It is a constant battle to fight the drug supply and the dealers who bring it into the prison further destroying lives. New prison scanners have been introduced that can detect the psycho active substance on letters, sniffer dogs and extra guards are in place in many prisons. But the criminals who supply the drugs have ever changing means to evade the detection technologies, which means the prisons have to be vigilant in their efforts to decrease drugs in prisons.
Criminals are using more inventive and sophisticated technology to get drugs and other contraband into prisons. Some dealers are using expensive drones costing well over £1500 so it shows how lucrative the business of prison drugs dealing is. However, 29 year old Anthony Cheeney from Walton got himself a five year prison sentence for using a drone to attempt to drop class A and B drugs, phones and SIM cards into HMP Liverpool.
Detective Constable Chris Cook said that harsh sentences could be expected for those who attempt to smuggle drugs into prisons. He said the sentence should send a clear message to anyone trying to do this. He continued by saying any breach of prison security would be treated extremely seriously.
Smuggling phones into prisons is highly illegal, it can add years onto a sentence for those caught with a mobile phone and result in a prison sentence for those trying to smuggle them in.
Connie Adams, sister in law of crime Kingpin Terry Adams is facing a jail term after allegedly trying to smuggle in a phone whilst visiting Adams with her daughter and grandchildren. She said she had forgotten there was a phone in her jacket pocket whilst other items were being scanned. Prison officials say this is an excuse often used by people trying to bring in phones and given the family’s history a highly unlikely story.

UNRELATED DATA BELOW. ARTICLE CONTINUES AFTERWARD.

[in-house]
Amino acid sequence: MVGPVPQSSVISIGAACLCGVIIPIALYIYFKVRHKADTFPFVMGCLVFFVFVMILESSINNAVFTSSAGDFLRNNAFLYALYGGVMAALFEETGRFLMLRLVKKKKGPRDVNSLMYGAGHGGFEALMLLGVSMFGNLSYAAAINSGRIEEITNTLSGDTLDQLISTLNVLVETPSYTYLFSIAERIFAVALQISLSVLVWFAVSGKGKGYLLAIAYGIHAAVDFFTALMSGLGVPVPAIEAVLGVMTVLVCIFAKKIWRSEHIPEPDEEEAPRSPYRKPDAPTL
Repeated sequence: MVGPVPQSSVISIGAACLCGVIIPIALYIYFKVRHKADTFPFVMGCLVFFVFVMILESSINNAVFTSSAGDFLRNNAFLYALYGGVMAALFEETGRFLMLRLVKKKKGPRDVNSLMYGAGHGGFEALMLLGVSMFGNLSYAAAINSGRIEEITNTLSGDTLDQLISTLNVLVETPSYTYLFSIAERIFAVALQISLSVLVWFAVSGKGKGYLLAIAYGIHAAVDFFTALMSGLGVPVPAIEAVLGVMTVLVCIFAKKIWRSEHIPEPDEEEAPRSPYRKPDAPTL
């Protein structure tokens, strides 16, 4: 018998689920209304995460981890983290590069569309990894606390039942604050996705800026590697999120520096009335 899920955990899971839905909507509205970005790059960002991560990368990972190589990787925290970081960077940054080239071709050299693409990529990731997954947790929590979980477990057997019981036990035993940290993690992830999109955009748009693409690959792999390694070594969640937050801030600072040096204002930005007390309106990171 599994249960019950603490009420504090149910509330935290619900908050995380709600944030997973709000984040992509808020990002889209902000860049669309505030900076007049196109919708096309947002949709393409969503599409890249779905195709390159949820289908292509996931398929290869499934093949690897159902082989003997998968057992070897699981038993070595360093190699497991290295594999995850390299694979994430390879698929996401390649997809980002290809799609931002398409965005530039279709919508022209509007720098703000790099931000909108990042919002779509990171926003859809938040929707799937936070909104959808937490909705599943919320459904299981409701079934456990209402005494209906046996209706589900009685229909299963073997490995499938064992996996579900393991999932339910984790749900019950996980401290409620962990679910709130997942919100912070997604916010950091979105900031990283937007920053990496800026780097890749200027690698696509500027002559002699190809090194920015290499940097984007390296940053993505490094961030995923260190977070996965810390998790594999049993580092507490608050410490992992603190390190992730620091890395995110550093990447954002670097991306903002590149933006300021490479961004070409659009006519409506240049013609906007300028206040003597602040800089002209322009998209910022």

Adams who is now 60 has been banned from visiting HMP Franklin in County Durham for six months.
Modern Day Slavery
CoventryLive is naming and shaming criminals in the area who have been locked up this January! Included among them is rapist Robert Petre, 33. Petre met his victim in Romania in 2017. After a couple of weeks Petre forced her to move to Coventry where he made her work as a prostitute after raping her. He threatened to kill her children if she would not do as he said. Once in Coventry he kept all her earnings and she regularly suffered beatings and rape.
Petre fled to Romania after her escape but was extradited back to the UK in 2018. Petre was sentenced to 17 years in jail and found guilty of exploitation, controlling prostitution for gain, rape and assault. The judge recommended he also be deported back to Romania.
Det Con Kate Williams of Warwickshire Police said: “I hope this sentencing reassures other victims of human trafficking and modern slavery offences that police will take action. This was a challenging case and I would like to pay tribute to the victim who has shown immense courage throughout the investigation and trial. Her evidence was extremely powerful and highlighted the experience of modern slavery victims.”